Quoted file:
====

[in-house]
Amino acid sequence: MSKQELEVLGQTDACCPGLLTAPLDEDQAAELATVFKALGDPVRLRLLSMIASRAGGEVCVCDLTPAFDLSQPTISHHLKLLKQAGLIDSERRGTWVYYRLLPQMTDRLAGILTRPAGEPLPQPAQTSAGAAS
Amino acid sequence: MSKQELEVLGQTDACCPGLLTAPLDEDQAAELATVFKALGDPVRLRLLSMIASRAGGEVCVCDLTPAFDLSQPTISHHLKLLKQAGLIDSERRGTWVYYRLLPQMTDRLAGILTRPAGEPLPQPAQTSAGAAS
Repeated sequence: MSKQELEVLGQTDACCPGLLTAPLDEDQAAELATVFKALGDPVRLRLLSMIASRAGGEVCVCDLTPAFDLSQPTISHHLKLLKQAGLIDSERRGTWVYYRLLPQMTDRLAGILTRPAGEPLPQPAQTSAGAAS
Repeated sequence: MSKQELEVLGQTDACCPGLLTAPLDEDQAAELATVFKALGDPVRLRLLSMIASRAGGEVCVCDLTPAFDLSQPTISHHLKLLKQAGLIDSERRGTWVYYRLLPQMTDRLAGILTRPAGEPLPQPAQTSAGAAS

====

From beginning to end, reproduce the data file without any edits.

[in-house]
Amino acid sequence: MSKQELEVLGQTDACCPGLLTAPLDEDQAAELATVFKALGDPVRLRLLSMIASRAGGEVCVCDLTPAFDLSQPTISHHLKLLKQAGLIDSERRGTWVYYRLLPQMTDRLAGILTRPAGEPLPQPAQTSAGAAS
Amino acid sequence: MSKQELEVLGQTDACCPGLLTAPLDEDQAAELATVFKALGDPVRLRLLSMIASRAGGEVCVCDLTPAFDLSQPTISHHLKLLKQAGLIDSERRGTWVYYRLLPQMTDRLAGILTRPAGEPLPQPAQTSAGAAS
Repeated sequence: MSKQELEVLGQTDACCPGLLTAPLDEDQAAELATVFKALGDPVRLRLLSMIASRAGGEVCVCDLTPAFDLSQPTISHHLKLLKQAGLIDSERRGTWVYYRLLPQMTDRLAGILTRPAGEPLPQPAQTSAGAAS
Repeated sequence: MSKQELEVLGQTDACCPGLLTAPLDEDQAAELATVFKALGDPVRLRLLSMIASRAGGEVCVCDLTPAFDLSQPTISHHLKLLKQAGLIDSERRGTWVYYRLLPQMTDRLAGILTRPAGEPLPQPAQTSAGAAS